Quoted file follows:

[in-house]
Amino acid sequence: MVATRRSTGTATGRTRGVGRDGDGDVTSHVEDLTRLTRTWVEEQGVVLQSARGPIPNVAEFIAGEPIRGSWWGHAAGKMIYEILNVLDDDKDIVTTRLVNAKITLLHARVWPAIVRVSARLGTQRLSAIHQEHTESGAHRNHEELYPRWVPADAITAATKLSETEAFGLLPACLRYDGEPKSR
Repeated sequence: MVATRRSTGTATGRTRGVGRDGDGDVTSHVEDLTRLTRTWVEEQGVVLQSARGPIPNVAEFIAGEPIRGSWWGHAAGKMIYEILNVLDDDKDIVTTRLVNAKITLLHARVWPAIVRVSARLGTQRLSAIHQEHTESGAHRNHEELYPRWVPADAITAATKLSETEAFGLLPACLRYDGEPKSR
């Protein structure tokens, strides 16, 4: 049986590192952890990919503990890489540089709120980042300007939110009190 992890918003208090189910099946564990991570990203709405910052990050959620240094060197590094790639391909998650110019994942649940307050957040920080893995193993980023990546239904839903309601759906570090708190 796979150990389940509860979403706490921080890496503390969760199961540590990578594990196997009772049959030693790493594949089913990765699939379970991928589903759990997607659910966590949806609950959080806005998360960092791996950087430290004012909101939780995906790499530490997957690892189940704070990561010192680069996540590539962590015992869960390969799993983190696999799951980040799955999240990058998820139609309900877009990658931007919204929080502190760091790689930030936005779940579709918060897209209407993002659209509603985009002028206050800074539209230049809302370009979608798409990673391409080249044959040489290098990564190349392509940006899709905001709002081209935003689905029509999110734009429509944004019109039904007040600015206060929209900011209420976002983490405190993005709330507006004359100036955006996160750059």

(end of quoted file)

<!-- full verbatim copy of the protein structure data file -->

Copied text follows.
[in-house]
Amino acid sequence: MVATRRSTGTATGRTRGVGRDGDGDVTSHVEDLTRLTRTWVEEQGVVLQSARGPIPNVAEFIAGEPIRGSWWGHAAGKMIYEILNVLDDDKDIVTTRLVNAKITLLHARVWPAIVRVSARLGTQRLSAIHQEHTESGAHRNHEELYPRWVPADAITAATKLSETEAFGLLPACLRYDGEPKSR
Repeated sequence: MVATRRSTGTATGRTRGVGRDGDGDVTSHVEDLTRLTRTWVEEQGVVLQSARGPIPNVAEFIAGEPIRGSWWGHAAGKMIYEILNVLDDDKDIVTTRLVNAKITLLHARVWPAIVRVSARLGTQRLSAIHQEHTESGAHRNHEELYPRWVPADAITAATKLSETEAFGLLPACLRYDGEPKSR
């Protein structure tokens, strides 16, 4: 049986590192952890990919503990890489540089709120980042300007939110009190 992890918003208090189910099946564990991570990203709405910052990050959620240094060197590094790639391909998650110019994942649940307050957040920080893995193993980023990546239904839903309601759906570090708190 796979150990389940509860979403706490921080890496503390969760199961540590990578594990196997009772049959030693790493594949089913990765699939379970991928589903759990997607659910966590949806609950959080806005998360960092791996950087430290004012909101939780995906790499530490997957690892189940704070990561010192680069996540590539962590015992869960390969799993983190696999799951980040799955999240990058998820139609309900877009990658931007919204929080502190760091790689930030936005779940579709918060897209209407993002659209509603985009002028206050800074539209230049809302370009979608798409990673391409080249044959040489290098990564190349392509940006899709905001709002081209935003689905029509999110734009429509944004019109039904007040600015206060929209900011209420976002983490405190993005709330507006004359100036955006996160750059």